Last fall, The Next Stage Theatre Company produced Arthur Miller’s “The Price.” This fall, The Next Stage follows it up with eight performances of Miller’s “The Archbishop’s Ceiling.”
This production features a mix of actors who’ve worked with The Next Stage often: Tom McClary, Regina Brannen and Patrick Brannen. Lyn Freymiller makes his Next Stage debut.
“The Archbishop’s Ceiling” focuses on four friends who are connected and divided by a web of politics, art and sex. The entirety of the play takes place during the 1970s and is set in a former Archbishop’s palace in an Eastern European capital in an unnamed Communist Eastern European country, in a room probably bugged by the secret police.
Sigmund, played by McClary, is an internationally known author who has been highly critical of his country’s government. Having embarrassed the current regime, Sigmund is faced with the choice of detention and punishment or defection to the West. He is encouraged in the latter by two of his former friends, also writers, his compatriot Marcus, an ex-political prisoner now in favor with the regime, and Adrian, a visiting American with strongly liberal ideals. The situation is complicated by the presence of Maya, a poet and actress, who has been the mistress of all three.
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“His criticism has earned him harassment from the regime, and some of his friends — writers themselves — are concerned for his safety,” McClary said. “Sigmund’s dilemma is that he must weigh the importance of his individual moral conscience versus the well-being of his family and friends.”
Director Elaine Meder-Wilgus has been working with The Next Stage for several decades now, as an actor, director and as an occasional designer.
“As with all of Miller’s plays, to describe it by plot alone denies most of the thrill of the play,” Meder-Wilgus said. “This group of actors are delightfully adroit in their portrayals of each of these complex characters, and I think audiences will be struck by the prismatic lens that Miller creates in this drama as a means to examine our own lives under constant surveillance of many kinds, whether real or perceived.”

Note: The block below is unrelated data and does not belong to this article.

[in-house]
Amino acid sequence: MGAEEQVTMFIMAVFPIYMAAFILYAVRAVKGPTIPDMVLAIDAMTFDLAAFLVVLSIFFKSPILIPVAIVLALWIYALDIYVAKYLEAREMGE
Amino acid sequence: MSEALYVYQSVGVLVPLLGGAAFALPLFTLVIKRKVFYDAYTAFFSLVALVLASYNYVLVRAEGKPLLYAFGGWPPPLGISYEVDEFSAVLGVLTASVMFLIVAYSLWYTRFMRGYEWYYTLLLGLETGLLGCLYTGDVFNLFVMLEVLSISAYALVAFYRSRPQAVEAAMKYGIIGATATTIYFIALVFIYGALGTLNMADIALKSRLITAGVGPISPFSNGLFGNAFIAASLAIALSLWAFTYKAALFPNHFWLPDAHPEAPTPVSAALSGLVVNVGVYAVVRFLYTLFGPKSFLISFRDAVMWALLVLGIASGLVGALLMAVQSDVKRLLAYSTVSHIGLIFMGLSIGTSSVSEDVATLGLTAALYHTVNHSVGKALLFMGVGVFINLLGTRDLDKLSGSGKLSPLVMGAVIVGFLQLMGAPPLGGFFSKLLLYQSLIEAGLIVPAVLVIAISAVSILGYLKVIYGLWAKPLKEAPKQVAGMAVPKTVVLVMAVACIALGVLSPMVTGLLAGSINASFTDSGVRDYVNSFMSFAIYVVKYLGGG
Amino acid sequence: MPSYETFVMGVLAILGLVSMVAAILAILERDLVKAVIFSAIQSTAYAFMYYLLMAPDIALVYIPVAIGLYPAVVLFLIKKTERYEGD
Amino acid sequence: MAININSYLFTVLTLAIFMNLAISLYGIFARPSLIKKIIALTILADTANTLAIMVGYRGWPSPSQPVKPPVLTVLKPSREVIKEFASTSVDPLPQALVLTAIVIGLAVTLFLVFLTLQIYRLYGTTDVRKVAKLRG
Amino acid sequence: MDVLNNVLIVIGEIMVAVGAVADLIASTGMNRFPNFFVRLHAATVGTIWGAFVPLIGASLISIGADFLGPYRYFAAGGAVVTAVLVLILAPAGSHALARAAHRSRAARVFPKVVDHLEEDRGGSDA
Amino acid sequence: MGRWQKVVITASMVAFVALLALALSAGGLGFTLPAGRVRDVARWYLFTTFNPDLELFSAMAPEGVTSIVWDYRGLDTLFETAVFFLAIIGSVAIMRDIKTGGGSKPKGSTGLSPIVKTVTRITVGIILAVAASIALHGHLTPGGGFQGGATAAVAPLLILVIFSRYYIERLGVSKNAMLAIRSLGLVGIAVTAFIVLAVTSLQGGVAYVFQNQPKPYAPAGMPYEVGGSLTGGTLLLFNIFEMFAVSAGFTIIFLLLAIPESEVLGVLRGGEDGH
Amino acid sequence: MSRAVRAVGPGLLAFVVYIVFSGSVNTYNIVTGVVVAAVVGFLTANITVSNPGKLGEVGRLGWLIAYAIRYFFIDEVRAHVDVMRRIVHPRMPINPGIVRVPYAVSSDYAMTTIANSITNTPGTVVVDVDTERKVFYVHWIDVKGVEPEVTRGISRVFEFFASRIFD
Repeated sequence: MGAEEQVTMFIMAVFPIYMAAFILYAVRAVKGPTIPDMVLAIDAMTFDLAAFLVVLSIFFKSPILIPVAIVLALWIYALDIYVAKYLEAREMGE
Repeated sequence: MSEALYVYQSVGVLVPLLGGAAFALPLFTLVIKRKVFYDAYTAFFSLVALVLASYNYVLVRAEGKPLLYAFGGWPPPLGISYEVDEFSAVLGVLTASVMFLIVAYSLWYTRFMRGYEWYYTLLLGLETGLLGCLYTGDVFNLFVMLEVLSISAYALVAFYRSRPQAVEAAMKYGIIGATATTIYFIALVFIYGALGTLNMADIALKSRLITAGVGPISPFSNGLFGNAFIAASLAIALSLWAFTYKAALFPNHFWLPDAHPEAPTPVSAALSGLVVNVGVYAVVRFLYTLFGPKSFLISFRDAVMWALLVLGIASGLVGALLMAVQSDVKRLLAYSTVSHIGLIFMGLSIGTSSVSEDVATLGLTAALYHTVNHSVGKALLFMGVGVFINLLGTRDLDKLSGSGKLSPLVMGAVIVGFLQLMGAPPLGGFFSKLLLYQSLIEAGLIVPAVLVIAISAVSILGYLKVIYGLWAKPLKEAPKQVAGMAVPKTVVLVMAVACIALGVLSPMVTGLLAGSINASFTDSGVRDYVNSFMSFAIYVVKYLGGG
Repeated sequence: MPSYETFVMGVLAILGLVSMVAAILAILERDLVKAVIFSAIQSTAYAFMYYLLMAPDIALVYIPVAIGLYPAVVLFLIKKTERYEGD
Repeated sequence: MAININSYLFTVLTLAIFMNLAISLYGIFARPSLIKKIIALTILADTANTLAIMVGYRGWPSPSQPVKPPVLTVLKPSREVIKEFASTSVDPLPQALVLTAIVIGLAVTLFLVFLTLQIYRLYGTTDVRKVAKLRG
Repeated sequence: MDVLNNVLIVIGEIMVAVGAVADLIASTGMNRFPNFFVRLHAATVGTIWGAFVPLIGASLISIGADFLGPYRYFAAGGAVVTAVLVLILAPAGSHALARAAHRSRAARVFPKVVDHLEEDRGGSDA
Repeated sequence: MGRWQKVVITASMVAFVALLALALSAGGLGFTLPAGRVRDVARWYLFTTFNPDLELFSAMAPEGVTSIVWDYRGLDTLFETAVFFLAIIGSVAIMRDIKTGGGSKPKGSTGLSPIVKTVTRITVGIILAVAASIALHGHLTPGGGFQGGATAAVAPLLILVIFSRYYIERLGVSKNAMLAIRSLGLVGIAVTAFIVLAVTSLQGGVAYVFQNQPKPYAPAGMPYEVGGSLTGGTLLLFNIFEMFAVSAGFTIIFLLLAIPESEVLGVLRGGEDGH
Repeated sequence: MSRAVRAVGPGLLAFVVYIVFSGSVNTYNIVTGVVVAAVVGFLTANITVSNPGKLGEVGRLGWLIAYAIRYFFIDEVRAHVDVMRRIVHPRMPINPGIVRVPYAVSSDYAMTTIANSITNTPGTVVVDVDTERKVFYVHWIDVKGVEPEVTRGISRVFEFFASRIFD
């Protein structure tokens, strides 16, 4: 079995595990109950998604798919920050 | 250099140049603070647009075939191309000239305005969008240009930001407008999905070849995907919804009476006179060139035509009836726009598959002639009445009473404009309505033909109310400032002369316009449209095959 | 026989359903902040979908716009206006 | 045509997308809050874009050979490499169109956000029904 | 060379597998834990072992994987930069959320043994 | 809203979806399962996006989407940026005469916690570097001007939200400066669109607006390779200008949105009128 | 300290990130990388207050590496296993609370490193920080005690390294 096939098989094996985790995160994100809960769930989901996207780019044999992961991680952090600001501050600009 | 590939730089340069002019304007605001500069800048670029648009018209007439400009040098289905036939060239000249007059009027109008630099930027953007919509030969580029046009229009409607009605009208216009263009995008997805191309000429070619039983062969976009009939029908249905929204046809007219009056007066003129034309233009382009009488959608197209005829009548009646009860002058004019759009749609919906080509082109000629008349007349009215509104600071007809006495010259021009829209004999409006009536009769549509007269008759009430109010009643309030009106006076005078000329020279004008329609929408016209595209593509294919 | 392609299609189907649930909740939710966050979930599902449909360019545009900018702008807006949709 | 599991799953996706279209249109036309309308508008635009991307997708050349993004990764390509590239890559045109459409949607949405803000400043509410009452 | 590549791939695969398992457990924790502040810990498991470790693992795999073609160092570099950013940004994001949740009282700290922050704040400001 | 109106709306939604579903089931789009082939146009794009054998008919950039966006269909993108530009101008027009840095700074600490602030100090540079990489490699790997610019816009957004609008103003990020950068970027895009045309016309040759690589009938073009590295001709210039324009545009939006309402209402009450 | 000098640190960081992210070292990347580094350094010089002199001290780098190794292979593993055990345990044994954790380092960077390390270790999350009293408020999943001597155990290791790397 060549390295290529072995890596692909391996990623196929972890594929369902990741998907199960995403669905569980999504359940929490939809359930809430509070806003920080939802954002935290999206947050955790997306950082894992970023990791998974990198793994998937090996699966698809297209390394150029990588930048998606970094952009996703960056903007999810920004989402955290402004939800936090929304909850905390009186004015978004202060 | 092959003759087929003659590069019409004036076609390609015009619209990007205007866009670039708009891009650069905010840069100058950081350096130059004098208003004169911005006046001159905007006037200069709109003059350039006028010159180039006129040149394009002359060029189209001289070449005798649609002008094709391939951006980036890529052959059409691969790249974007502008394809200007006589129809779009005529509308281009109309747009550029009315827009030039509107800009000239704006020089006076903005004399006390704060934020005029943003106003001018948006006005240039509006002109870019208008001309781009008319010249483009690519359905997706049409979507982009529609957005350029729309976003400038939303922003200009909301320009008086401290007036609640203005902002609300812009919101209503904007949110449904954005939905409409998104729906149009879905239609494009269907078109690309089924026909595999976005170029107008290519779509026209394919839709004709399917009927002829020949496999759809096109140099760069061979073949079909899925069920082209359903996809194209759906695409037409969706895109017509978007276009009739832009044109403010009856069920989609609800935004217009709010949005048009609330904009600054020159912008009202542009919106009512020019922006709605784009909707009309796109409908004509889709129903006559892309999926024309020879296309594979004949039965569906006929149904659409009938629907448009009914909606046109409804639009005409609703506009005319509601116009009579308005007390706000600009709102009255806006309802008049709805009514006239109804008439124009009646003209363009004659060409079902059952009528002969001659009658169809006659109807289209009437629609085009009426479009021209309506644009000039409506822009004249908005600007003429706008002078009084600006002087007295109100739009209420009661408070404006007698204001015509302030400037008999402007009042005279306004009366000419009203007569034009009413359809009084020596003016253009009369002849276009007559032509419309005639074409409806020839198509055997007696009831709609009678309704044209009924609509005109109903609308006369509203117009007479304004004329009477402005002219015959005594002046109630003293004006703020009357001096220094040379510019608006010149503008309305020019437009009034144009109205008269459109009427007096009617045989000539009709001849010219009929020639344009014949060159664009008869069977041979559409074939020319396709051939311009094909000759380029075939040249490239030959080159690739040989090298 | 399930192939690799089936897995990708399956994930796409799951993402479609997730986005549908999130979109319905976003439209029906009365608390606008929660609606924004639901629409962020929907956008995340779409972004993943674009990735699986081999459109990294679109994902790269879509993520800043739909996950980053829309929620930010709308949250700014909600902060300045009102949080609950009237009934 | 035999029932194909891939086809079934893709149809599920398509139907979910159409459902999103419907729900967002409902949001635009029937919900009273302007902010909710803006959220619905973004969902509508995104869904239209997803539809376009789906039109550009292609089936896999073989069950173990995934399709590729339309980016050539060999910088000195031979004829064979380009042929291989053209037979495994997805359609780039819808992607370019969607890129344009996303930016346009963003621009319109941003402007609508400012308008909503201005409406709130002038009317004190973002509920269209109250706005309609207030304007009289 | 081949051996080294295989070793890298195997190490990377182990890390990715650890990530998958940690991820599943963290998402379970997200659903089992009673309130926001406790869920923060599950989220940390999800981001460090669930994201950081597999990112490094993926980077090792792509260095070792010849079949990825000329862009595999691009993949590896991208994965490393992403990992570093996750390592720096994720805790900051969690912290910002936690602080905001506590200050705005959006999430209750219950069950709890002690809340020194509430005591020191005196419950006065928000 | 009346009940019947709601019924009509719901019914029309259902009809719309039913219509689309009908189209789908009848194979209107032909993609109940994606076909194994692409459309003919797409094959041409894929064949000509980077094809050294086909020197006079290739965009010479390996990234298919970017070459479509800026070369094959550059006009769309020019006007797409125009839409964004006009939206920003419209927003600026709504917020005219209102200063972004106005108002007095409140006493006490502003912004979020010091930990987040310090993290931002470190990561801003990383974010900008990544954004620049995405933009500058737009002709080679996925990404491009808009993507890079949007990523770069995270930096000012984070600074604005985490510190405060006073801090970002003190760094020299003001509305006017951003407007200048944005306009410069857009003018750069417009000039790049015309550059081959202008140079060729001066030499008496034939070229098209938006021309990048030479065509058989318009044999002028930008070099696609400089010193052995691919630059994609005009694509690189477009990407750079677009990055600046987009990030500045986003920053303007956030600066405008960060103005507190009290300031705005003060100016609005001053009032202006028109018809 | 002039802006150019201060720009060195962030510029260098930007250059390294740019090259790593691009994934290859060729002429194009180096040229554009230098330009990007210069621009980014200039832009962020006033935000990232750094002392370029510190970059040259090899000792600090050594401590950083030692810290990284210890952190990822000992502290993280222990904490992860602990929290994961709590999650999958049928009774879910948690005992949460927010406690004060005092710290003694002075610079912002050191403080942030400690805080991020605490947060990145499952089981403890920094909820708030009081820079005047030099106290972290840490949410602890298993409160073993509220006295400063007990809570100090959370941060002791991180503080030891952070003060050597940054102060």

Central to the action and themes of the play is the fact and effects of surveillance, and McClary believes “The Archbishop’s Ceiling” is particularly worthy of production this year because of certain aspects of our 2016 presidential campaign.
“The play takes place in a room in what used to be a 17th century ecclesiastical palace, the ceiling of which is decorated with paintings of angels,” he said. “What the characters must deal with is the very real possibility that this room is ‘bugged’ with microphones, which are placed in the ceiling amongst the angels. Our own presidential race has foregrounded how recordings of words and actions can impact the future. What could be more relevant in a drama in November 2016?”
“I can’t help but think audiences will make comparisons with our current state of surveillance, known or unknown, even though we live differently than these people,” Meder-Wilgus said. “These characters wrestle with truth, creativity, freedom, love and art without great philosophical discussions, and that is certainly a shared experience with everyone in the audience.”
IF YOU GO
- What: The Next Stage’s “The Archbishop’s Ceiling”
- When: 8 p.m. Nov.10-12 and Nov. 17-19 and 3 p.m. Nov. 13 and 20
- Where: The State Theatre, 130 W. College Ave., State College
- Info: www.thestatetheatre.org